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How are traits passed on through DNA?

Stuart E. Ravnik, assistant professor of cell biology and biochemistry at the Texas Tech University Health Sciences Center, summarizes the answer to this seemingly simple question:

nucleotides consists of four letters represented by the nucleotide bases adenine, guanine, thymine and cytosine
Image: Nikolaj Blom and Michael Lappe

HEREDITY'S ALPHABET consists of four letters represented by the nucleotide bases adenine (A), guanine (G), thymine (T) and cytosine (C).

The traits of a living thing depend on the complex mixture of interacting components inside it. Proteins do much of the chemical work inside cells, so they largely determine what those traits are. But those proteins owe their existence to the DNA (deoxyribonucleic acid), so that is where we must look for the answer.

The easiest way to understand how DNA is organized is to start with its basic building blocks. DNA consists of four different sugars that interact with each other in specific ways. These four sugars are called nucleotide bases and have the names adenine (A), thymine (T), cytosine (C) and guanine (G). Think of these four bases as letters in an alphabet, the alphabet of life!

If we hook up these nucleotides into a sequence--for example, GATCATCCG--we now have a little piece of DNA, or a very short word. A much longer piece of DNA can therefore be the equivalent of different words connected to make a sentence, or gene, that describes how to build a protein. And a still longer piece of DNA could contain information about when that protein should be made. All the DNA in a cell gives us enough words and sentences to serve as a master description or blueprint for a human (or an animal, a plant, or a microorganism).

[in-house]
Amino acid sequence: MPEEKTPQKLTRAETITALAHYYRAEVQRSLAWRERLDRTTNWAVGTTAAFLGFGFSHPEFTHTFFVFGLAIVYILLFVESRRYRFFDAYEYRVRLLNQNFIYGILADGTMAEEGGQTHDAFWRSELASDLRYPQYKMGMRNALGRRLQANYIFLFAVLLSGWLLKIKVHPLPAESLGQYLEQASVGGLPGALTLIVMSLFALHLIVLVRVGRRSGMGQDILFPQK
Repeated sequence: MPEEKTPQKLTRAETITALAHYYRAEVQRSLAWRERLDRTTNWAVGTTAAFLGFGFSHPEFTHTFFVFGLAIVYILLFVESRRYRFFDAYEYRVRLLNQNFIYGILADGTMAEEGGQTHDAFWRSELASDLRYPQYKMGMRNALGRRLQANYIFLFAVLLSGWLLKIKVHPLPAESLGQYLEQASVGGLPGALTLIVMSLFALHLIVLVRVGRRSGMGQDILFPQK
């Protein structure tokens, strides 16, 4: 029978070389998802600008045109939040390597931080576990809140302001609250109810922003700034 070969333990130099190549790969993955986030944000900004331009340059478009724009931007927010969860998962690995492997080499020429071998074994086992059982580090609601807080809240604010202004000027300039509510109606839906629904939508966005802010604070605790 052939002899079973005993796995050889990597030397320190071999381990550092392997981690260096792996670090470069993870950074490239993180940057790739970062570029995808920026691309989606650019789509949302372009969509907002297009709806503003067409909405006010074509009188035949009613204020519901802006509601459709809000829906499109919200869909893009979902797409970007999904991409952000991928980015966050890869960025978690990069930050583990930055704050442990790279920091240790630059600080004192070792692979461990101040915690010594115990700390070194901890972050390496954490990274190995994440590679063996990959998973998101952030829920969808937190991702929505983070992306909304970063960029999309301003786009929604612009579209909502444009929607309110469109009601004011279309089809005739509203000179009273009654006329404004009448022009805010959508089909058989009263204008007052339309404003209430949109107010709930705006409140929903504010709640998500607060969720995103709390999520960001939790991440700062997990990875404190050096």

Of course, the details are a little more complicated than that! In practice, active stretches of DNA must be copied as a similar message molecule called RNA. The words in the RNA then need to be "read" to produce the proteins, which are themselves stretches of words made up of a different alphabet, the amino acid alphabet. Nobel laureates Linus Pauling, who discerned the structure of proteins, and James Watson and Francis Crick, who later deciphered the helical structure of DNA, helped us to understand this "Central Dogma" of heredity--that the DNA code turns into an RNA message that has the ability to organize 20 amino acids into a complex protein: DNA -> RNA -> Protein.

To understand how this all comes together, consider the trait for blue eyes. DNA for a blue-eyes gene is copied as a blue-eyes RNA message. That message is then translated into the blue protein pigments found in the cells of the eye. For every trait we have--eye color, skin color and so on--there is a gene or group of genes that controls the trait by producing first the message and then the protein. Sperm cells and eggs cells are specialized to carry DNA in such a way that, at fertilization, a new individual with traits from both its mother and father is created.

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